Late Saturday afternoon in Eugene yielded temperatures in the low 50s, incessant rain and even hail; the precipitation made it nearly impossible for competitors to even see the track during some races.
"I loved the weather," Schweizer said later. "It was hailing and raining and I thought, 'This is perfect; I love the bad conditions.' Being a Midwesterner, you’re excited for that weather."
New Mexico's Ednah Kurgat, the reigning NCAA XC champion, and Weini Kelati set the pace for much of the race at 77 to 78 seconds per lap—about 16-minute pace. Schweizer simply stayed patient at the front.
"I knew she felt good," Burns said of Schweizer during the early stages of the 5K. "Thursday night, she didn't look over at [Coach Smith and I] once, and I'm like, 'Coach, that's not a good sign, she always looks over at us.' [In the 5K], we knew she felt good because she kept looking over at us.
"But you just never know—there's a lot of great kickers in that field there, and we knew it was gonna take a heckuva finish to get there in front of all those girls."
Schweizer waited until 600m to make her move for the lead—though it wouldn't be for long, as Stanford's Vanessa Fraser surged to the front at the bell lap.
Fraser, Schweizer and a hard-closing Lilli Burdon of Oregon were all running flat-out. Whoever had the best leg speed after 4800 meters would win this thing.
With 200m to go, Schweizer retook the lead and maintained her advantage over Fraser and Burdon, both of whom would be passed at the end by another tough closer, Allie Buchalski of Furman.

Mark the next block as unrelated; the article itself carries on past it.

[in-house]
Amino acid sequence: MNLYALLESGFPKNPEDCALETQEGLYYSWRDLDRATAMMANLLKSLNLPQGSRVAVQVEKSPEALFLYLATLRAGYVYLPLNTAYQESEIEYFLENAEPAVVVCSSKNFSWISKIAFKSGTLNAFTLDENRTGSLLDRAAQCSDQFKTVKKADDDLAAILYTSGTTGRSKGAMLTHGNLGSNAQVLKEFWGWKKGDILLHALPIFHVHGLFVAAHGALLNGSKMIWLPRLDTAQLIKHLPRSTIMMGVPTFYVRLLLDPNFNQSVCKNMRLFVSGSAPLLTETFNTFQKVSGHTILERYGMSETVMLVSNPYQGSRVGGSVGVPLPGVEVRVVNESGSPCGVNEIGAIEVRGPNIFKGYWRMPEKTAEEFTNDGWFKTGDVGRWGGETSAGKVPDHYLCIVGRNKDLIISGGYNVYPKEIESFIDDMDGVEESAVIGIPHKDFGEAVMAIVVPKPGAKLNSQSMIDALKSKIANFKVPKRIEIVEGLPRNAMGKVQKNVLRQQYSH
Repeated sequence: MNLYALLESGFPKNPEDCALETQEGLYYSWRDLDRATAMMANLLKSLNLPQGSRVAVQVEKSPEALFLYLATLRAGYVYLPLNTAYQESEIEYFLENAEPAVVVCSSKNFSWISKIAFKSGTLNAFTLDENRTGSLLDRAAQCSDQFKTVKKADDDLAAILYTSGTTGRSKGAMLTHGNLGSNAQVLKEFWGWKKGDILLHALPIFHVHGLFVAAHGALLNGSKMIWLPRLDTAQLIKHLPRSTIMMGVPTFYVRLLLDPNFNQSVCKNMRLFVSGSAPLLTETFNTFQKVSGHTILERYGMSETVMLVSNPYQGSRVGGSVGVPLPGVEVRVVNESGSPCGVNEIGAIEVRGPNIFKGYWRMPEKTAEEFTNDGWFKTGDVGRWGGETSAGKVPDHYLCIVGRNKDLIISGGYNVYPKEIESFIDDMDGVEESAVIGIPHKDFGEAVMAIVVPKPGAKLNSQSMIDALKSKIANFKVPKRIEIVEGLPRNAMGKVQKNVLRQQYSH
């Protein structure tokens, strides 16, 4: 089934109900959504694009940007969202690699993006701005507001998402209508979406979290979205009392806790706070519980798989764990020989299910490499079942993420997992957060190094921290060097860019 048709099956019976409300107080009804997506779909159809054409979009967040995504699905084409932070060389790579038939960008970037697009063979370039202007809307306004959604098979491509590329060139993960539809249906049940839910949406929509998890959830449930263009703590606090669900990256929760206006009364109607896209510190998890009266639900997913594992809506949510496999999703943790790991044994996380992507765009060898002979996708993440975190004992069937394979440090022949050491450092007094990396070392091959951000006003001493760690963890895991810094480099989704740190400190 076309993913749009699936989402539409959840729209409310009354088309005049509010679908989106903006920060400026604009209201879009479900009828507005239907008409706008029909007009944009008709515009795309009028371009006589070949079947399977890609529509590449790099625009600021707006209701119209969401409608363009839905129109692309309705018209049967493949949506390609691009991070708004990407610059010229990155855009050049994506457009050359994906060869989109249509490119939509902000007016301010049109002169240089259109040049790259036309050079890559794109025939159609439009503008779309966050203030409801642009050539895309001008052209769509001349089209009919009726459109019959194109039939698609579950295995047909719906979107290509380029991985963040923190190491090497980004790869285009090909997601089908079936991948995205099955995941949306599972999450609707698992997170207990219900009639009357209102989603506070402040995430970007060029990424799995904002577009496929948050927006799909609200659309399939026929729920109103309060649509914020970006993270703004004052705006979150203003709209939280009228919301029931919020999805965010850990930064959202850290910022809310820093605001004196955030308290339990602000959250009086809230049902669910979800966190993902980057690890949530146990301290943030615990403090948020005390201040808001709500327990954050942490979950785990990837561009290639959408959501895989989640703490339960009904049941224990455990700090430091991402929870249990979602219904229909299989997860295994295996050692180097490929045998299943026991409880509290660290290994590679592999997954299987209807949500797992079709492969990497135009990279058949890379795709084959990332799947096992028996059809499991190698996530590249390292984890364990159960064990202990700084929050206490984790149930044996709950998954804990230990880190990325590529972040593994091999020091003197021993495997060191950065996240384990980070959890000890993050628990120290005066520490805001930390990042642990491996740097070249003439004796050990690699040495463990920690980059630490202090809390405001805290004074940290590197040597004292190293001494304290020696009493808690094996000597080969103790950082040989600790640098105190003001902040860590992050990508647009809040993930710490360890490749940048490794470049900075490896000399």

But Schweizer was too far ahead for Buchalski to touch.
With a 66.19 closing lap, the Missouri Tiger ran 15:41.58 for her sixth NCAA title.
Karissa Schweizer wins the 5K at the 2018 NCAA Outdoor Championship in 15:41.58. © Kirby Lee-USA TODAY Sports.
"Coming down that final stretch felt surreal," Schweizer said after the race. "Going into the race, my coach told me, 'You're gonna have to kick, but just know that you're gonna have another gear in you and no matter what, no matter how tired you are, you're gonna have that extra gear.' I just dug really deep and I knew I had it in me."
As he watched the final lap of the race, Burns kept thinking "save a gear, save a gear, save a gear, save a gear."
"And she did. Her form stayed together and she fought hard down the stretch and she got there. Unbelievable. Best [title] yet, without a doubt, because everyone had thrown her out, everyone had left her for dead after Thursday, and for her to fight back and show her determination and ability to persevere some ups and downs... unbelievable."
Coach Marc Burns of Missouri reflects on Karissa Schweizer's 10K/5K double at the NCAA Championships:
After the race, Burns said the distance double was an idea that he and Schweizer had been kicking around since last year. She's doubled twice at the NCAA Indoor Championships in the 3K and 5K, but 2018 marked the first time she attempted to double outdoors.
Both coach and athlete have no regrets about going for it—and giving track fans something challenging to root for.
"She actually was okay with the result because she knew the historical meaning of what happened out there and how fast they ran. I think her biggest piece of disappointment was feeling that she disappointed people. We said, 'Hey, come on, it's never been about that. This is about you; you did awesome, that was your very best today and that's all we can ask of you.'
"As much as we try to deflect it, she's going to be turning pro this week, and she [was] carrying the burden of being the favorite and anything less than a win is a major disappointment. She ran a great race. You've got to give credit to the two girls who beat her on Thursday night. They ran amazing races—fastest we've seen in 30 years. In the end, she's a great competitor, but she respects her competition. They ran a great race and she did the same on Saturday."